Volker Grassmuck on Fri, 7 Mar 2003 23:00:43 +0100 (CET)

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[rohrpost] James Boyle in London 19.3.03


The Eversheds Lecture - Ideas in cyberspace
19 March 20036pm 
Royal Society for the encouragement of Arts, Manufactures & Commerce
Location: 8 John Adam Street, London, WC2N 6EZ.
Professor James Boyle, 

Cost: free
Booking Status: Open

In the 1830's and 40's Parliament debated a revision to the Copyright 
Act extending the rights of authors. To the bill's opponents, it was 
a tax on knowledge, a set of rules that would inhibit writing rather 
than encourage it. Like Macaulay, their best known spokesman, they 
believed it was sometimes necessary to create a legal monopoly to 
give writers an incentive, but they felt that the monopoly should be 
as small as possible. They worried that the system of copyright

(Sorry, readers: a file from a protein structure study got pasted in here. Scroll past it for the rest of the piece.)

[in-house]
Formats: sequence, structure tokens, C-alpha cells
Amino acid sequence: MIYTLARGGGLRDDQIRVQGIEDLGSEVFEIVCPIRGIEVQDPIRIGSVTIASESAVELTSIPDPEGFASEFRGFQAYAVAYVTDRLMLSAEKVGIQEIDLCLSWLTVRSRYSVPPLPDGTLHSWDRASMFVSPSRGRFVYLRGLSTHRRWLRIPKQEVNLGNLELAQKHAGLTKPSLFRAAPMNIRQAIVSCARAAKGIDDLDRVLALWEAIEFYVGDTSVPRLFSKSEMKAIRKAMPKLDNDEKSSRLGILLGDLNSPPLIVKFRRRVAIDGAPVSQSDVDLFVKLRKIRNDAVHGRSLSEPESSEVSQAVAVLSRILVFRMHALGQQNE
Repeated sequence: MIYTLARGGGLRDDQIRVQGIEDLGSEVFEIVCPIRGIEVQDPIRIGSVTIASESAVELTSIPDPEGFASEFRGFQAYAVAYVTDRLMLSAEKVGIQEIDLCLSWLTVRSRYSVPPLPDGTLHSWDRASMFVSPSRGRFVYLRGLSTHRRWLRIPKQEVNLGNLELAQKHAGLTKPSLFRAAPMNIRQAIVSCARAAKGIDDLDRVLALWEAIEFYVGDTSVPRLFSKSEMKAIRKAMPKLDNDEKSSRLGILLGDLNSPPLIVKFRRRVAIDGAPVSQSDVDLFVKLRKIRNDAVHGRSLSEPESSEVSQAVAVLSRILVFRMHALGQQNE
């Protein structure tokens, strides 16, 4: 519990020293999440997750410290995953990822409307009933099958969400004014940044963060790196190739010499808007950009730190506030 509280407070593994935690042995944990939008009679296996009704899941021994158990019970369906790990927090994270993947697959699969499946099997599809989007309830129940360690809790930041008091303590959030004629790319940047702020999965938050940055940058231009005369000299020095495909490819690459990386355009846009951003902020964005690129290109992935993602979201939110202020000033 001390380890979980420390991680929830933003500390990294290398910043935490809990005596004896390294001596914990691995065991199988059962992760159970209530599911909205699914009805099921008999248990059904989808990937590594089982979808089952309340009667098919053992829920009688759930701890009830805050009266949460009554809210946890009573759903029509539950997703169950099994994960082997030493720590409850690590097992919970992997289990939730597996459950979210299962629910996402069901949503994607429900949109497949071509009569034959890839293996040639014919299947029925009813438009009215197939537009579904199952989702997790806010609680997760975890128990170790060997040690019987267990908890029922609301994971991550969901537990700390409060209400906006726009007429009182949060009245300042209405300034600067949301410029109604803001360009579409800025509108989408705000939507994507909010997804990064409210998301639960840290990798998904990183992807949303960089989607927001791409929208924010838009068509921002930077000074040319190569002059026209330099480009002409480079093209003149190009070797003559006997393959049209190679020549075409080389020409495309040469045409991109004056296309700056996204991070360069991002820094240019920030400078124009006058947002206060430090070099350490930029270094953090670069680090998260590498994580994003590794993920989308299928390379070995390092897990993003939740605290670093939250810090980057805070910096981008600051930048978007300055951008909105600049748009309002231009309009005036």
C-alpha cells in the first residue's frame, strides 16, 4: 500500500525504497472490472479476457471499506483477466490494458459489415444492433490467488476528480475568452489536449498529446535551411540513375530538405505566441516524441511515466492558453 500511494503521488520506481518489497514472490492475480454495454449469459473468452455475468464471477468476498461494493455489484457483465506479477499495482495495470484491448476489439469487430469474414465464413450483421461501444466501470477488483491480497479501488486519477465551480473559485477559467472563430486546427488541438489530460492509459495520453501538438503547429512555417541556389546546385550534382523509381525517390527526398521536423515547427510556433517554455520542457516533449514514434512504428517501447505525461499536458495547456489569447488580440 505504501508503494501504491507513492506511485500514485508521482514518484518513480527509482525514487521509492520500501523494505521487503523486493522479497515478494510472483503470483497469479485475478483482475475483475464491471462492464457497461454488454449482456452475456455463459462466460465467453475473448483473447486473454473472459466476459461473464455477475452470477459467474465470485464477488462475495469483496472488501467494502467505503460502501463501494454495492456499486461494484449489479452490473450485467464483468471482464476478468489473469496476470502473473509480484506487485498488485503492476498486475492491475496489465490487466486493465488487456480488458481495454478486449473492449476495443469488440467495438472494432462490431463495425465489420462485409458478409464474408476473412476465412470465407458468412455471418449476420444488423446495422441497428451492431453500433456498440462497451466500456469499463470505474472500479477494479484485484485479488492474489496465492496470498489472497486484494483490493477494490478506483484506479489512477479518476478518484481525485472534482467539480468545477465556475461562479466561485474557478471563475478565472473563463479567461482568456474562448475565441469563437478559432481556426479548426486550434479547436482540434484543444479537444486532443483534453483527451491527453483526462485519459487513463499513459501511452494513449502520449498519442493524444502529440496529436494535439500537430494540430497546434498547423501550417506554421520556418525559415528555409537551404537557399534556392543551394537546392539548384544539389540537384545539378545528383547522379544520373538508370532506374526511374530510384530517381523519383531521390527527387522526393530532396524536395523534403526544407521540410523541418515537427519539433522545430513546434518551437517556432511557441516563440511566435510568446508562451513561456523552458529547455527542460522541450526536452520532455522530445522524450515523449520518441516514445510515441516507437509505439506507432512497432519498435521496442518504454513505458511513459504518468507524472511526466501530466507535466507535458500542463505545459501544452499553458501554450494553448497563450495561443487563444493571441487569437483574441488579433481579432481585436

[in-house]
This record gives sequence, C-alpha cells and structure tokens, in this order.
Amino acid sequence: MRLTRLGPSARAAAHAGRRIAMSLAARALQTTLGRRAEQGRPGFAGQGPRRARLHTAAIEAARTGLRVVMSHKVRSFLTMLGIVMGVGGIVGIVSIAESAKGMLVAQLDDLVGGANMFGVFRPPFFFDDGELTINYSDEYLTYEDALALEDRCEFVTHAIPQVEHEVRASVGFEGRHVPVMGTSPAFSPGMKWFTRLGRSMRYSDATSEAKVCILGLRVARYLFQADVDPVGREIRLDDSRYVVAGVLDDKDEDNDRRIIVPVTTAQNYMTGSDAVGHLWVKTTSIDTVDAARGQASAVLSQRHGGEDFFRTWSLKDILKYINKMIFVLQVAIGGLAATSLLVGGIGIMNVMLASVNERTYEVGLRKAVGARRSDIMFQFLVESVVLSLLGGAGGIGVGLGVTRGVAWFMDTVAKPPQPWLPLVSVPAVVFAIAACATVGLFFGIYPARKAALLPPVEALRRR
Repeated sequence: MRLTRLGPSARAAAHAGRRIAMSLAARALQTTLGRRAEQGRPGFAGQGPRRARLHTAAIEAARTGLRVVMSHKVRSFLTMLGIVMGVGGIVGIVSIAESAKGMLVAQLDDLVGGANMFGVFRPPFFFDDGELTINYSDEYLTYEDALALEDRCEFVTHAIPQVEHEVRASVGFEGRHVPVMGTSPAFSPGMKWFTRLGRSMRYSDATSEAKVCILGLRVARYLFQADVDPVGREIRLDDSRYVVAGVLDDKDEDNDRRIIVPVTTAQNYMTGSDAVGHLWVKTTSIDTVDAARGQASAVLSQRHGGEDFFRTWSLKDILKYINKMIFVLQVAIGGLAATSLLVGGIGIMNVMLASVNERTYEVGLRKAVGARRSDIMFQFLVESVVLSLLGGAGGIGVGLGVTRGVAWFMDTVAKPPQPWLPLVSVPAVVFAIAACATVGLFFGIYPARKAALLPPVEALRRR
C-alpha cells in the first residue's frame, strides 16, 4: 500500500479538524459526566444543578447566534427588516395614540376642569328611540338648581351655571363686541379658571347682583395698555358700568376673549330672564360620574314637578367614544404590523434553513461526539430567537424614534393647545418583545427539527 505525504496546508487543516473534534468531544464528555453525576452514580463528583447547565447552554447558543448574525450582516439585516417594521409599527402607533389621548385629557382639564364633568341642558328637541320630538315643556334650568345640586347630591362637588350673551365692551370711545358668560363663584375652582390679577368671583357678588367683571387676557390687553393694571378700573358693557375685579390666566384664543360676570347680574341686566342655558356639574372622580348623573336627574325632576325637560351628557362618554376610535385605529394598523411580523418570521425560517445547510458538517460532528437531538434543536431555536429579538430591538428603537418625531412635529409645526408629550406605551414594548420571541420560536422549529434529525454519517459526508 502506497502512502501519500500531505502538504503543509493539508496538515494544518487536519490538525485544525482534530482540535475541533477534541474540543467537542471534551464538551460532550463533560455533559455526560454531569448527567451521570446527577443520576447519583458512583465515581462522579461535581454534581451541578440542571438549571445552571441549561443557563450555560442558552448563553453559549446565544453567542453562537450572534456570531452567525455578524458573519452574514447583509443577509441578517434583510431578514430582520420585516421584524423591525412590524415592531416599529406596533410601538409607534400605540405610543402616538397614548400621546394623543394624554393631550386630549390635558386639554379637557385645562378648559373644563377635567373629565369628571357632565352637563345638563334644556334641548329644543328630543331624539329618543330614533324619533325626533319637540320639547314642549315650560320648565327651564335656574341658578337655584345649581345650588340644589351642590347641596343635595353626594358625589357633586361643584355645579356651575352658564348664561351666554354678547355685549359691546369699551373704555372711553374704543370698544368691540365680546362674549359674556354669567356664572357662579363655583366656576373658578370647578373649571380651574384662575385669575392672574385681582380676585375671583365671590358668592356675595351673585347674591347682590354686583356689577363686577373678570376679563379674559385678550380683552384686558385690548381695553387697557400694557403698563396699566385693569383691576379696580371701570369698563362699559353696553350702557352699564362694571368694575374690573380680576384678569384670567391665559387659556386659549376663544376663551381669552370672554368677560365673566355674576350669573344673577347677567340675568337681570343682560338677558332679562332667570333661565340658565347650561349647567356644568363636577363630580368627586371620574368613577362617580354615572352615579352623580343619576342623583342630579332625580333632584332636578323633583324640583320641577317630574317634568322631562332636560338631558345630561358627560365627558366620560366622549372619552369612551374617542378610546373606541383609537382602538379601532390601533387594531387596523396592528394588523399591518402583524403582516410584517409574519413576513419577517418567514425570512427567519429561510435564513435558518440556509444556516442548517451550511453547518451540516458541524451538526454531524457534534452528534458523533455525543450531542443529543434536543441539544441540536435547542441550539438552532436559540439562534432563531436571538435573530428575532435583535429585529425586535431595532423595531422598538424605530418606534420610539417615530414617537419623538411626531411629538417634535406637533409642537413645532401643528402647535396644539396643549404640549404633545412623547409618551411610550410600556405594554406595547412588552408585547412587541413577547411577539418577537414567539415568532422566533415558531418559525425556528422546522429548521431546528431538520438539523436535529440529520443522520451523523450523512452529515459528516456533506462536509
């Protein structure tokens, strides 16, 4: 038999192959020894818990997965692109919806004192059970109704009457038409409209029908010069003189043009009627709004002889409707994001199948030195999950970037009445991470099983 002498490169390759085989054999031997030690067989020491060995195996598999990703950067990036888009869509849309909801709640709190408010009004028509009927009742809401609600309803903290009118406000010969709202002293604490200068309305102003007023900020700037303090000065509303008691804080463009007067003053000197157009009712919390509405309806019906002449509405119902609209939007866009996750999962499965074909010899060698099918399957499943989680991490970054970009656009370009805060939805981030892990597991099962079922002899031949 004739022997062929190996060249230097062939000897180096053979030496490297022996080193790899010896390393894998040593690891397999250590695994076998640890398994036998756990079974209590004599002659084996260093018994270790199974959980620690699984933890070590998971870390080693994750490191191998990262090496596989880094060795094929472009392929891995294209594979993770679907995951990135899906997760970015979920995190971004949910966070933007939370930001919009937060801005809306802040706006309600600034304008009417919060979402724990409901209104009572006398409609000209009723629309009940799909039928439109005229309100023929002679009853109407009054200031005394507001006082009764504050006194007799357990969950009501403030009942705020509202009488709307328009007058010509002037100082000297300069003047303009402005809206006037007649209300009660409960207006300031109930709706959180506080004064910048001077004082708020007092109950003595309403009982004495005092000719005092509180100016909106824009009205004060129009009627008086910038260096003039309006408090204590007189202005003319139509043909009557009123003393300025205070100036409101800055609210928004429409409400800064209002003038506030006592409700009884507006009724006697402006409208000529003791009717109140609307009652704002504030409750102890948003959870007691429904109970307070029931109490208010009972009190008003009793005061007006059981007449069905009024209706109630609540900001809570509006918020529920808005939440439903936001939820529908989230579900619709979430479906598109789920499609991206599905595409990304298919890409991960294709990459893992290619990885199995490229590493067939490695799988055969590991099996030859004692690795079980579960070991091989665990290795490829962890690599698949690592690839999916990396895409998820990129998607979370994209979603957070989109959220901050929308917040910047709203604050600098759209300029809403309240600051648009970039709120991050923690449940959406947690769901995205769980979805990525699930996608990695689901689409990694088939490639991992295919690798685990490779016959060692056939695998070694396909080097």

enforcement might give the state powers to restrict speech by the 
back door in the same way the newspaper stamp-tax had done. They 
feared copyright law could be pressed into service to help 
established publishers and distributors. An unlikely coalition of 
sceptics developed: free-traders opposed to monopoly, radicals 
defending the cheap press and civil libertarians wary of speech 
We are now writing the intellectual property rules for cyberspace, 
and have been for the last ten years. Exactly the same issues appear -
- though now the stakes are bigger and the costs of getting it wrong, 
much higher. Yet this time, the debate is a lot less balanced. 
Macaulay and his fellow sceptics are particularly poorly represented. 
That is a shame. In order to deal with the high tech challenges of 
the internet, it turns out that we will need some of the 
sophistication of the last century, and in a hurry too. 

James Boyle
William Neal Reynolds Professor of Law
Duke University Law School
Science Drive & Towerview 
Box 90360
Durham, NC 27708-0360
919 613-7287 ph.
Home Page & Essays http://james-boyle.com
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